Mac And iOS Device Quality Keeps Us Coming Back – The ‘Book Mystique

There are lots of reasons why Apple users keep coming back. High among them is that the old 20th Century Mac slogan “It Just Works” has always pretty much rung true and still does.

Another, not unrelated factor is the high standard of design, materials, and build quality we’ve come to expect in Apple hardware. There have been occasional lapses, but they’ve been atypical. What is typical is Apple devices being retired still in good working order when their specification becomes obsolescent, often after serving two or more owners.

I’ve been using Macs since 1992 and iPads since 2011, usually upgrading my top-tier devices at three or four year intervals, and eventually handing them off to other family members. Some have been Apple Certified Refurbished or “open box” units and a few have been used machines although most have been brand new. There have been no real lemons. A 1996 PowerBook 5300 probably comes closest — that model’s poor reputation (earned) being somewhat ironic given that the top-line 5300ce was the most expensive notebook computer Apple ever offered, with a list price of US$6,800. Dishonorable mention also goes to the 2001 white iBook, which like the PowerBook 5300 had materials and build quality not up to Apple’s usual standard. Mine lasted four years of frontline use in conjunction with a G4-upgraded PowerBook 2000 Pismo, but eventually succumbed to the dreaded logic board failure that plagued so many of that model around the six year mark after being handed down to my wife.

Other Apple hardware quality lapses noted on Apple hardware I’ve owned have included the action and feel of the keyboard in the iBook, a clunky, skittish trackpad in a 2003 17-inch PowerBook G4, a way-too-stiff buttonless trackpad action in the otherwise excellent late-2008 unibody aluminum MacBook, and a hard disk drive failure (80GB IBM – $54 for DIY replacement from Other World Computing) in the 17-incher’s sixth year of use also after it had been handed off to my wife. However, that’s been pretty much for reliability issues it over a quarter-century. My two iPads so far — an iPad 2 and an iPad Air 2 — have been flawless performers and the epitome of ‘just works.”

I’ve also never purchased AppleCare extended warranty coverage for any of these machines, and have never had cause to regret not doing so. Indeed in 25 years of using Apple hardware devices as the tools of my trade, I doubt that I’ve had occasion to call Apple tech support even a dozen times.

That said, my rare encounters with Apple tech support (Web: http://support.apple.com, Phone 24/7: (800) 694-7466) have left a positive impression, and it’s been good to have been reassured by forum testimonials and user satisfaction surveys over the years that high quality help would be available if I did need it someday.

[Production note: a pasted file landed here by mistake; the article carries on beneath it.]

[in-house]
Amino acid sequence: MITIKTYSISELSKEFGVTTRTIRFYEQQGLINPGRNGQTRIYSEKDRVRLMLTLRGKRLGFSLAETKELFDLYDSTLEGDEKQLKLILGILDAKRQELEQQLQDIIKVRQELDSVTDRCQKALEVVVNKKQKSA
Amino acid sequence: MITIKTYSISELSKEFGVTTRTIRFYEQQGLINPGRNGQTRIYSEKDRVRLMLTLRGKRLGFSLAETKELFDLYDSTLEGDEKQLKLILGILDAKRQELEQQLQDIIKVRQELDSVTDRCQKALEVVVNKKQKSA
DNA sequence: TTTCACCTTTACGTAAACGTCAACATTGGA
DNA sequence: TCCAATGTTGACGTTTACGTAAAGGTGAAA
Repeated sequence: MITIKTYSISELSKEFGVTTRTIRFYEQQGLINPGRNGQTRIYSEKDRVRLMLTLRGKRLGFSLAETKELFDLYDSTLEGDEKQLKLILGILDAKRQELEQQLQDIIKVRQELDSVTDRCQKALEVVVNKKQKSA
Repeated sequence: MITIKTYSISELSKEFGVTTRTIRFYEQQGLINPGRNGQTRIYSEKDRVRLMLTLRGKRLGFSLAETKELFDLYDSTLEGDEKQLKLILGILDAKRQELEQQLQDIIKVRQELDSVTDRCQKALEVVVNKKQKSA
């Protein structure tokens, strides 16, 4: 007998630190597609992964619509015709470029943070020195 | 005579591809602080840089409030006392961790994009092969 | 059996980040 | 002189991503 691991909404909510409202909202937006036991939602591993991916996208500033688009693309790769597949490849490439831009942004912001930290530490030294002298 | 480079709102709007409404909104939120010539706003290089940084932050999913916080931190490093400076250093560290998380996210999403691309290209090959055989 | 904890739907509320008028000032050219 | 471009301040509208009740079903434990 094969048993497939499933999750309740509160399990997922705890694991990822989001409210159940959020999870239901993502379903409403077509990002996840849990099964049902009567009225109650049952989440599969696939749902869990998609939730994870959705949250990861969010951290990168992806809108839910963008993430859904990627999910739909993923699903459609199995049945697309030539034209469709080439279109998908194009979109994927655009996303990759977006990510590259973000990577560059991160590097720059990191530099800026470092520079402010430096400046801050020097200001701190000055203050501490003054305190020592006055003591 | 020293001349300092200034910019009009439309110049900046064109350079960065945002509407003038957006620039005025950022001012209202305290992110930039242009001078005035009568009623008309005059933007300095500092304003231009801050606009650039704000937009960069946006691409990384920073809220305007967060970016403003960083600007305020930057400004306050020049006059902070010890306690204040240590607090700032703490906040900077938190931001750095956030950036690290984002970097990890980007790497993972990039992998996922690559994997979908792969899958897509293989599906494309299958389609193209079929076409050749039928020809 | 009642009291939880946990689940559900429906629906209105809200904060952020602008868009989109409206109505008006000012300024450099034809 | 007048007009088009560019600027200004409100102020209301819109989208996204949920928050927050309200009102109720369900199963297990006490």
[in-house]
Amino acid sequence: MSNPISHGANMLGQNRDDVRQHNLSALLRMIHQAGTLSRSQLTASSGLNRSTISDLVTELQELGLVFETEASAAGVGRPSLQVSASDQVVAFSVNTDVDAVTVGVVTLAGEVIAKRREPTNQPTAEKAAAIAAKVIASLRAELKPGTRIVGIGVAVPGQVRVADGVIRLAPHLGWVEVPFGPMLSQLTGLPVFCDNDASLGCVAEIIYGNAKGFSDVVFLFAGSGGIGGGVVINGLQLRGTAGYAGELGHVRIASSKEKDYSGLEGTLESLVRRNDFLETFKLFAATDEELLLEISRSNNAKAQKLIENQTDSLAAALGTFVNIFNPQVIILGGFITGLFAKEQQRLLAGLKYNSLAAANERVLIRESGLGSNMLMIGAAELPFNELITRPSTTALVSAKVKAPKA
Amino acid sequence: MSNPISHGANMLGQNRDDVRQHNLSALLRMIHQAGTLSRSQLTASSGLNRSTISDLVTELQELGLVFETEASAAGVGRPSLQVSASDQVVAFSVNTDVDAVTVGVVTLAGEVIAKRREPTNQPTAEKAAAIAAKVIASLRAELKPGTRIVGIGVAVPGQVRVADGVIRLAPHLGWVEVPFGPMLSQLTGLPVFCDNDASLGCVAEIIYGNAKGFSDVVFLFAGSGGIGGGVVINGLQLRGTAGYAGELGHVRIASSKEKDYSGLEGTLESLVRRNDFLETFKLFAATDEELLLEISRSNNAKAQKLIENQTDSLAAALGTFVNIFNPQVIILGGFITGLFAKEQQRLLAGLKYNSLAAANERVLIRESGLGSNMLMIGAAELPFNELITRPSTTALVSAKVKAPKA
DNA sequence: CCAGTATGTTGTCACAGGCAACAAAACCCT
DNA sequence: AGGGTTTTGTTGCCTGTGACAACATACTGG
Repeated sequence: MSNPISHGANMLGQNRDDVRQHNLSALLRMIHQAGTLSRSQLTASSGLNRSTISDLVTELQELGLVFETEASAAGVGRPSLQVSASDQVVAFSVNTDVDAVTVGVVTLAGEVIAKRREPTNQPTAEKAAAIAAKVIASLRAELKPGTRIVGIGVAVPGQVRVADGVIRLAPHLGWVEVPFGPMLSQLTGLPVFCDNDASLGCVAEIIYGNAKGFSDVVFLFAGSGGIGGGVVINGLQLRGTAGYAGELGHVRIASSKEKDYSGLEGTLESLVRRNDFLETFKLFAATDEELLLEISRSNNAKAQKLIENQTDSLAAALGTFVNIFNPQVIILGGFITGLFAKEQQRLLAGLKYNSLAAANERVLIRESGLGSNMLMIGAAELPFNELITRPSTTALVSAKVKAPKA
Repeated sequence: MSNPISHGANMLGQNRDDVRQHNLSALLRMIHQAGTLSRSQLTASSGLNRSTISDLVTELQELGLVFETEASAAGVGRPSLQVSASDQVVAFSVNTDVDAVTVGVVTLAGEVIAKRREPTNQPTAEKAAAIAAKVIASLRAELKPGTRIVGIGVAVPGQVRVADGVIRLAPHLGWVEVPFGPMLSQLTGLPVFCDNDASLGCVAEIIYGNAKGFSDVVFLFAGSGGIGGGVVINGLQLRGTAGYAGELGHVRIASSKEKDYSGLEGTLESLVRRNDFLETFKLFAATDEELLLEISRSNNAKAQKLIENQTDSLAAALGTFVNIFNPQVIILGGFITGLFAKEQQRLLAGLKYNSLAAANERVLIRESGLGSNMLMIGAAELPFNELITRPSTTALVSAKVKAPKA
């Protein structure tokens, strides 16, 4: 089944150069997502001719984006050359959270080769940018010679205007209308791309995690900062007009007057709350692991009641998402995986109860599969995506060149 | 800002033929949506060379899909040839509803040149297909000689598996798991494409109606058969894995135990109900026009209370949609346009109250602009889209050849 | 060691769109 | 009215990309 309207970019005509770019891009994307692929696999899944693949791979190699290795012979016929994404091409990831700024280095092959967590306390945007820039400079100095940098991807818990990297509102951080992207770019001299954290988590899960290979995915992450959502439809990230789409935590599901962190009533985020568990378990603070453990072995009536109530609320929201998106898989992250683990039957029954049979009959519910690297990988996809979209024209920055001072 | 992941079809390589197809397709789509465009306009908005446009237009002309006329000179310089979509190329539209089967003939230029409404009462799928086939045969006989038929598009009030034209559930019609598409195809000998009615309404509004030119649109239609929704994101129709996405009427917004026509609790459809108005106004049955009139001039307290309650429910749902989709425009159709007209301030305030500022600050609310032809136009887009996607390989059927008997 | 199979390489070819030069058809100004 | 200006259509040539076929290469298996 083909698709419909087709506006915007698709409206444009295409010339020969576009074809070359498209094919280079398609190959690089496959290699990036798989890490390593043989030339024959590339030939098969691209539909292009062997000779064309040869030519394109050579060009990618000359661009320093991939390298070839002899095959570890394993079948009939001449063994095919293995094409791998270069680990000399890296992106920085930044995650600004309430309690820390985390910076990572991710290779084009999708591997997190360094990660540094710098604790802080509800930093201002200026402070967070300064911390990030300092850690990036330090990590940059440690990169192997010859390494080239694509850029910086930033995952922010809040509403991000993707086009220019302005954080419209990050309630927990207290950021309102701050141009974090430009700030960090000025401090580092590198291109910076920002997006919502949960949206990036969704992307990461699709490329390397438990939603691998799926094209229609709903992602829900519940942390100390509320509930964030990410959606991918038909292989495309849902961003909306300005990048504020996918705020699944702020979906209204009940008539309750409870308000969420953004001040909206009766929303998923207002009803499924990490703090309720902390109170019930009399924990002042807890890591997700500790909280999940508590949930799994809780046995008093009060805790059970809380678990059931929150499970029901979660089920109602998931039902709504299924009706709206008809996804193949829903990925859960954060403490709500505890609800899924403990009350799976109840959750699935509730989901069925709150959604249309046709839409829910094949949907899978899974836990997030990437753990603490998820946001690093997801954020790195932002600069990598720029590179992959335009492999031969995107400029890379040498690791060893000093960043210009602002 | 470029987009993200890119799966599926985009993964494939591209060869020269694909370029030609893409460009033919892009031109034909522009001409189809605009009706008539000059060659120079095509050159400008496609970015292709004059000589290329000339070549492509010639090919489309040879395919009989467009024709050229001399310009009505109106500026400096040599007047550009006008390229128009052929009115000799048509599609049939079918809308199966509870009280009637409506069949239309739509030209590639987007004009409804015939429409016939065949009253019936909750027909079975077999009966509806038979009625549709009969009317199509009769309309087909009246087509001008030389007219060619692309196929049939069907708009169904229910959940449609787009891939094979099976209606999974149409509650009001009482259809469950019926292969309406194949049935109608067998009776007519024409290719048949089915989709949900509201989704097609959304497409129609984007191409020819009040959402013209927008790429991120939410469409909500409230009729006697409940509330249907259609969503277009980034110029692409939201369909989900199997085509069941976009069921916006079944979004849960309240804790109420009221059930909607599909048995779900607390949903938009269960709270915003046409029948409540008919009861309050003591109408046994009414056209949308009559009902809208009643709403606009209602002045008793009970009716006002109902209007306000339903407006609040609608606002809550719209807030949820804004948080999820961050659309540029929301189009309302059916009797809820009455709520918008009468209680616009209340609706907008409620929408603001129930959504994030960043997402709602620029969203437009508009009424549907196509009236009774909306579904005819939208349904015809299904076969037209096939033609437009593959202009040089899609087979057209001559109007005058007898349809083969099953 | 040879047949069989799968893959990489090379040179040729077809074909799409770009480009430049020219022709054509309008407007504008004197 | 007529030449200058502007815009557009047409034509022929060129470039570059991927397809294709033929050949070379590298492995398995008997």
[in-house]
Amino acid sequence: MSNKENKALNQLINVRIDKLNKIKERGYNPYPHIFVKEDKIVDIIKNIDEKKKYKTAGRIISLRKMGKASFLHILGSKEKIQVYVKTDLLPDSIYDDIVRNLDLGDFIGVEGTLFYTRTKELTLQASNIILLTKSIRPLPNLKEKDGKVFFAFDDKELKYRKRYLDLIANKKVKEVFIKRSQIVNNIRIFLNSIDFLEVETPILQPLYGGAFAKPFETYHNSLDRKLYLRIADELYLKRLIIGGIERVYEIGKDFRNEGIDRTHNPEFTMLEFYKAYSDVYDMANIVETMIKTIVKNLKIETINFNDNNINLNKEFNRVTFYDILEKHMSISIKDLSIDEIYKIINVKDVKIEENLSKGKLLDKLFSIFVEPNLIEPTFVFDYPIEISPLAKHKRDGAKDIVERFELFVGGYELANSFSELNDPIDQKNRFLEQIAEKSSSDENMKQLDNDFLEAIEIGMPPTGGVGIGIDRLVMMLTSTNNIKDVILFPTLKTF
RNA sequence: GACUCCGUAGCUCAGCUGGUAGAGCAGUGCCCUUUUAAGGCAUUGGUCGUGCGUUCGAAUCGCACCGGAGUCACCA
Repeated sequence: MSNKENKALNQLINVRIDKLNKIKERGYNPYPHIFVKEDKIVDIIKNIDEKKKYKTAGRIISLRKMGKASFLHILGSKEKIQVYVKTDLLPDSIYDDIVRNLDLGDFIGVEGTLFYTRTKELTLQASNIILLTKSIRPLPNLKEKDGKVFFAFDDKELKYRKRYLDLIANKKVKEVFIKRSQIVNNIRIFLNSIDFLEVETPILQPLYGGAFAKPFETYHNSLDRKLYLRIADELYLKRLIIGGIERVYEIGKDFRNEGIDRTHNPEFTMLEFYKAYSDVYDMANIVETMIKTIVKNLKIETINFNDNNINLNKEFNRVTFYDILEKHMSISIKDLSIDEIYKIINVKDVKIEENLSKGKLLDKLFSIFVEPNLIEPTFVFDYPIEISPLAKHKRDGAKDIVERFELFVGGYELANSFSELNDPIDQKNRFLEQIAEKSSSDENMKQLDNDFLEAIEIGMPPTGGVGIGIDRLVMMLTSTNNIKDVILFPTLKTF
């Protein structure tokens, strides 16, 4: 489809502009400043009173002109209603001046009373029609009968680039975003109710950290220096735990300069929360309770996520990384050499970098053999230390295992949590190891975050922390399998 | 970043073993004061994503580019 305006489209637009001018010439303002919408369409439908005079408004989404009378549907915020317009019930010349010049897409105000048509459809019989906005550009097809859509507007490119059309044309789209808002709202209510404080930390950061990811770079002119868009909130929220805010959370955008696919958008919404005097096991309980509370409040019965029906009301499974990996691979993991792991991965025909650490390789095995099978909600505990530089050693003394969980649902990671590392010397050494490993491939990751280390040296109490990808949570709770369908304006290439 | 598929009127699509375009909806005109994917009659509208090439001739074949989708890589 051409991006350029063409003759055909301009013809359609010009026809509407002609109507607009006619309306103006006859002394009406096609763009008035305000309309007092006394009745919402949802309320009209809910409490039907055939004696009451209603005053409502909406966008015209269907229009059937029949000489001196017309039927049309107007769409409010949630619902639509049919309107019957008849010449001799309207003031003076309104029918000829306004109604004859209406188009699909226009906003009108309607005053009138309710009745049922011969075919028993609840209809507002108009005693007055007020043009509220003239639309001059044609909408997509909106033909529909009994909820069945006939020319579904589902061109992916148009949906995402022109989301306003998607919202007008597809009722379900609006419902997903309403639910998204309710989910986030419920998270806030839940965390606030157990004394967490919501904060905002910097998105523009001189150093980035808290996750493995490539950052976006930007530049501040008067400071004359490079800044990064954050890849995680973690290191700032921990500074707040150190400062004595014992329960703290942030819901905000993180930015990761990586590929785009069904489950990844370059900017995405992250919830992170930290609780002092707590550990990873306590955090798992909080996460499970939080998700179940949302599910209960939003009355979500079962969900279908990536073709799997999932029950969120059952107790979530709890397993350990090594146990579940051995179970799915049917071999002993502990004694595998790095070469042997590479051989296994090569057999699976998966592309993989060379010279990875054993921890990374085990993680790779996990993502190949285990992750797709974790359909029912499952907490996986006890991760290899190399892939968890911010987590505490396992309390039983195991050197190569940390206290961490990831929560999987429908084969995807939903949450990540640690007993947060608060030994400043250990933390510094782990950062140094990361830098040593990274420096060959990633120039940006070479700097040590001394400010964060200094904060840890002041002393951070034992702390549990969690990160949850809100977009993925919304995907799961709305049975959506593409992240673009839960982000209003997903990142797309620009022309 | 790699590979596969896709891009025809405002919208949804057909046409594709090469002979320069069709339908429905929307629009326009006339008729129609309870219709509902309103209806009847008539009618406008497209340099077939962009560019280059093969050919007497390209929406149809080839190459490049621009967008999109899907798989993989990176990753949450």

For example, Laptop Mag last week published the findings of its annual laptop computer Tech Support Showdown, grading the most popular laptop brands. Apple once again came out on top, as it typically does in such surveys, with an overall score of 93 out of 100. Acer and Lenovo were first and second runners-up, scoring 88 and 86 respectively, while the bottom three were Asus (72), Samsung (67) and MSI (63). Microsoft, HP, Dell, and Razer made up the mid-pack.

LAPTOP Online Editorial Director Avram Piltch commented: “After we spent several weeks evaluating 10 laptop makers based on their online support and live chat, social networking resources, and phone-based help, we found that Apple earns top marks once again for its extremely knowledgeable support staff and strong web resources.”

Piltch continues: “Apple offers the best tech support in the business, year after year. The company’s website and mobile app are loaded with helpful, step-by-step tutorials and, whether you reach them via phone or live chat, support reps are knowledgeable and friendly. Apple also answered Twitter messages quickly and accurately.”

Good to know.

Still short of perfection, though. LAPTOP advises that if Apple wants to improve its support performance it needs to ensure that its support techs are knowledgable about all new features, and its Twitter support (@AppleSupport) would be better if operators provided answers directly instead of linking to online help resources. However, it bears noting that at last November’s first annual Twitter Awards Apple received the Gold #Customer prize, Twitter noting that “@AppleSupport has received outstanding customer feedback and generated more than 150,000 likes and retweets since its launch in March 2016. @AppleSupport ranks #1 among support accounts for average engagements and average engagements for followers.

You can read Piltch’s entire report here:
http://www.laptopmag.com/articles/tech-support-showdown

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